Author: Patrick Jensen (BBA '05)
The Notre Dame Family. Loosely defined to include students, alumni, faculty, staff, friends, and benefactors, one becomes a member of the family once Notre Dame touches one’s life. As with our biological family, one does not exactly know how this “big F” Family will impact one’s life until a moment is taken to reflect back on it. What is assured is that our families are formative. And in similar fashion, the educational experience at the Mendoza College of Business reflects the formative effects of the Notre Dame Family in its own particular way, by inculcating a sense of greater purpose in enterprise and management for those that pass through its halls. That formation ended up impacting me in a rather unique way that I had not foreseen when stepping foot on campus for the first time as a student.
With my Uncle and Father having attended Our Lady’s University in the ’60s and ’70s, respectively, I grew up in a Notre Dame (lowercase “f”) family as so many have. Also like many, I wanted to go to college at Notre Dame since I was young, by virtue of my own Notre Dame family. But, while I may have wanted to follow in my Dad’s footsteps to Notre Dame, perhaps unlike my father — a proud government major who also obtained his master’s in government – I knew that I had an interest in business.
Outside of my family upbringing, I consider my first real foray into the Notre Dame (big “F”) Family to be in the University’s pre-college program where I was accepted into the Investments track of study staffed by Mendoza faculty. I was thrilled that I was in some way a Notre Dame student for three weeks during the summer before my senior year of high school, complete with an “@nd.edu” email address and calling Sorin College home, if ever so briefly. Little did I know that having access to the likes of Scott Malpass (including a dinner for all of us at his home!) was as big of a deal as it was — I still remember talking with him about Akamai’s stock that night. Fast forward and I was most fortunate to fulfill my dream and become a full-time Notre Dame undergraduate student the next year, naturally choosing to pursue my studies in business. It was over the next several years as a business major that I learned (both “from the book” and “outside the book”) from the likes of Professors Conway, Halloran, Keating, Loughran, and Schmuhl, among others.
While one may have thought the generational crossroads checkbox may have been satisfied by virtue of me participating in the Band of the Fighting Irish and learning philosophy from the legendary Ralph McInerny as my Father had 30 years before, one would be wrong. You see, business studies at Notre Dame are not content to focus exclusively on mechanical instruction of accounting techniques, financial analysis, and marketing terms. Instead, there is a soul that is recognized above and beyond these basic building blocks of business — of an inherent recognition of the people that make up an organization and that organization’s place in the greater world. This difference led to a unique experience for me — and my Dad.
At Notre Dame, it is not enough to consider the pursuit of profits — there is also the drive to “fight the good fight” and apply principles of management and economic responsibility to non-profits, charitable organizations, and the Catholic Church. It was Mendoza’s Masters in Nonprofit Administration that called my Dad back to the University, desiring to augment his decades of business experience with a greater sense of enterprise acumen that recognized how the importance of managerial and fiduciary responsibility has a direct impact on the greater good of humanity. As a result, I had the highly improbable circumstance of my Dad being a fellow student at the same time I was, including have a couple of the same professors (even one professor we both had in the same semester). While surreal, it was a way of sharing and growing in Notre Dame with my Dad that I could not have expected when I was just a boy.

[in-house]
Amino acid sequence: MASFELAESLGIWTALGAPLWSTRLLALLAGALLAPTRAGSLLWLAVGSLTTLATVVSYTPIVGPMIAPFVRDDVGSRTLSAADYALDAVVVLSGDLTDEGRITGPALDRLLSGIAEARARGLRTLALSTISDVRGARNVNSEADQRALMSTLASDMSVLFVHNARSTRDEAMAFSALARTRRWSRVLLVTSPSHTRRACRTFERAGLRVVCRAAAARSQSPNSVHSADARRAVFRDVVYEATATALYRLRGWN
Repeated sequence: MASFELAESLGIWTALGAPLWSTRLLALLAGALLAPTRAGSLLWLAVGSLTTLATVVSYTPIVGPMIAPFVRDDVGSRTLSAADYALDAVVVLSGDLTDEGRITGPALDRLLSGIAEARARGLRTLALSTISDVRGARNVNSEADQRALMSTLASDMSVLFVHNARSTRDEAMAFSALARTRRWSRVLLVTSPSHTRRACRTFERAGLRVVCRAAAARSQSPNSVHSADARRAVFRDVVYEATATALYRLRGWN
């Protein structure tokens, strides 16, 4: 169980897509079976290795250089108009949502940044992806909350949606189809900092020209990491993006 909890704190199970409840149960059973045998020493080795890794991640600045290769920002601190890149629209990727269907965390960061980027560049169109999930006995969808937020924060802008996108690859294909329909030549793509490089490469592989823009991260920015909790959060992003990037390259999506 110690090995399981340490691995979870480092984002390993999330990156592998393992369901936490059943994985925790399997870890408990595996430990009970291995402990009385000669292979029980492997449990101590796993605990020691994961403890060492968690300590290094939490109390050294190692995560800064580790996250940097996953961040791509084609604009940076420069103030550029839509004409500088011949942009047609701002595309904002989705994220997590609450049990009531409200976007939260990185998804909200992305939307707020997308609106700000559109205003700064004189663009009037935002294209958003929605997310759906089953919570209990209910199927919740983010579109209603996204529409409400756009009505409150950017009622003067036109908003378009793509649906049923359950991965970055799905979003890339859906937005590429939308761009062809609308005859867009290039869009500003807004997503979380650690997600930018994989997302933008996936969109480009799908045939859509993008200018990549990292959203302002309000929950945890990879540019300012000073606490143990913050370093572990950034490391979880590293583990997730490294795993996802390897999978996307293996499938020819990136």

Ultimately, the driving ethic that I learned as a Mendoza student (and that I believe played a part in drawing my Dad back to Notre Dame) permeates my conception of what authentic management and enterprise should be — it echoes in my mind still to this day in my business endeavors. It’s not enough just to seek profits, as good as they are for shareholders and stakeholders. It’s not enough to undertake management initiatives that speak to betterment of employees and the marketplace unless they are done out of a genuine desire for the good of the other. One has to “Ask More of Business.”
Most dedicate an overwhelming portion of their lives to their labors, and when applied in the employ of a business or organization that is well-formed, the result is a positive and beneficial experience for employees and stakeholders. It becomes a mutually beneficial relationship, a development and application of one’s talents not just for one’s personal benefit, but for the benefit of another and society. An outcome that is just like what one might expect from the formative experience of family — whether big “F” or small “f.”
Patrick Jensen is a member of the Class of 2005, having majored in Finance and Theology. He is a partner in the Washington, DC, office of the international consulting firm HKA, where he specializes in expert witness testimony on and analysis of economic damages, cost, and pricing issues for matters in dispute.